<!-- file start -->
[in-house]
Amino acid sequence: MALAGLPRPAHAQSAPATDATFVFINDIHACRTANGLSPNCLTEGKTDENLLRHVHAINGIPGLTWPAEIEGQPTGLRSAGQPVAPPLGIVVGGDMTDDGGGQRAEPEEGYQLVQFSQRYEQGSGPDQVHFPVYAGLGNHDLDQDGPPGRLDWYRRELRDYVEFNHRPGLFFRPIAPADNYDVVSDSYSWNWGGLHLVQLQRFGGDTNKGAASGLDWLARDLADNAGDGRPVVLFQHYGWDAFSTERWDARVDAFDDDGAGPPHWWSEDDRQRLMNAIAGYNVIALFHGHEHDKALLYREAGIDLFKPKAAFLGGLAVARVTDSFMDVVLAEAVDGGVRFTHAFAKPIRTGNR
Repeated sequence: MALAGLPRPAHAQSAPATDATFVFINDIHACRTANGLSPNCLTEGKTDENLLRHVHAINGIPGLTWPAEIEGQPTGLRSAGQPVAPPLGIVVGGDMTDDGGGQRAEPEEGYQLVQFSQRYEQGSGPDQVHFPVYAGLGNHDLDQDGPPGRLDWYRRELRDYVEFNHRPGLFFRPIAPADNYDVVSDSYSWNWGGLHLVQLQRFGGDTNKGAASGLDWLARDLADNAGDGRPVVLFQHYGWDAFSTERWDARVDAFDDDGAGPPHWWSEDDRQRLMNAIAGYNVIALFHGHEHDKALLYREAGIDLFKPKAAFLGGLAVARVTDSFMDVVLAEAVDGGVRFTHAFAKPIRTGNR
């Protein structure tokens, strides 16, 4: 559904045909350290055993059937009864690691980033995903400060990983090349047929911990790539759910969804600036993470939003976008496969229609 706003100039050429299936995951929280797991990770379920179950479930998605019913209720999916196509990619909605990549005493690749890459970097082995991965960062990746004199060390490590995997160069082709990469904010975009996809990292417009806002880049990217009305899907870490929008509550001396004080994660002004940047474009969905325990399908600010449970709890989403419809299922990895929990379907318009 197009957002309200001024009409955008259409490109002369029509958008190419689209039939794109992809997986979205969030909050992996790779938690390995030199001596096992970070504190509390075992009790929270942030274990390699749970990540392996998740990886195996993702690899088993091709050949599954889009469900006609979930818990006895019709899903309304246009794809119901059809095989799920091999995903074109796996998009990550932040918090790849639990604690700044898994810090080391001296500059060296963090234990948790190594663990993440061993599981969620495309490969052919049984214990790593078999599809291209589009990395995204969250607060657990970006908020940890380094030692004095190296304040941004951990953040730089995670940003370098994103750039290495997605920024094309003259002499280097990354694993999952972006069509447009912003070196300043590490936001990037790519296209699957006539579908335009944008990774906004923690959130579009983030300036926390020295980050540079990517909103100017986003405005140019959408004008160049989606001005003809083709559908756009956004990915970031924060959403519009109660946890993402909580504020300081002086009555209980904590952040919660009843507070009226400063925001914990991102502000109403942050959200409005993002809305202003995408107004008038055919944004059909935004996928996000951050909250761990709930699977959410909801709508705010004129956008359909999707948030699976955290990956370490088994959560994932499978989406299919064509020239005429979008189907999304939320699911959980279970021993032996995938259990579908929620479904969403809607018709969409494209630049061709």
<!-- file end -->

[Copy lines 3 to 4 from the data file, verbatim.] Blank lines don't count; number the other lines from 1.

Repeated sequence: MALAGLPRPAHAQSAPATDATFVFINDIHACRTANGLSPNCLTEGKTDENLLRHVHAINGIPGLTWPAEIEGQPTGLRSAGQPVAPPLGIVVGGDMTDDGGGQRAEPEEGYQLVQFSQRYEQGSGPDQVHFPVYAGLGNHDLDQDGPPGRLDWYRRELRDYVEFNHRPGLFFRPIAPADNYDVVSDSYSWNWGGLHLVQLQRFGGDTNKGAASGLDWLARDLADNAGDGRPVVLFQHYGWDAFSTERWDARVDAFDDDGAGPPHWWSEDDRQRLMNAIAGYNVIALFHGHEHDKALLYREAGIDLFKPKAAFLGGLAVARVTDSFMDVVLAEAVDGGVRFTHAFAKPIRTGNR
């Protein structure tokens, strides 16, 4: 559904045909350290055993059937009864690691980033995903400060990983090349047929911990790539759910969804600036993470939003976008496969229609 706003100039050429299936995951929280797991990770379920179950479930998605019913209720999916196509990619909605990549005493690749890459970097082995991965960062990746004199060390490590995997160069082709990469904010975009996809990292417009806002880049990217009305899907870490929008509550001396004080994660002004940047474009969905325990399908600010449970709890989403419809299922990895929990379907318009 197009957002309200001024009409955008259409490109002369029509958008190419689209039939794109992809997986979205969030909050992996790779938690390995030199001596096992970070504190509390075992009790929270942030274990390699749970990540392996998740990886195996993702690899088993091709050949599954889009469900006609979930818990006895019709899903309304246009794809119901059809095989799920091999995903074109796996998009990550932040918090790849639990604690700044898994810090080391001296500059060296963090234990948790190594663990993440061993599981969620495309490969052919049984214990790593078999599809291209589009990395995204969250607060657990970006908020940890380094030692004095190296304040941004951990953040730089995670940003370098994103750039290495997605920024094309003259002499280097990354694993999952972006069509447009912003070196300043590490936001990037790519296209699957006539579908335009944008990774906004923690959130579009983030300036926390020295980050540079990517909103100017986003405005140019959408004008160049989606001005003809083709559908756009956004990915970031924060959403519009109660946890993402909580504020300081002086009555209980904590952040919660009843507070009226400063925001914990991102502000109403942050959200409005993002809305202003995408107004008038055919944004059909935004996928996000951050909250761990709930699977959410909801709508705010004129956008359909999707948030699976955290990956370490088994959560994932499978989406299919064509020239005429979008189907999304939320699911959980279970021993032996995938259990579908929620479904969403809607018709969409494209630049061709």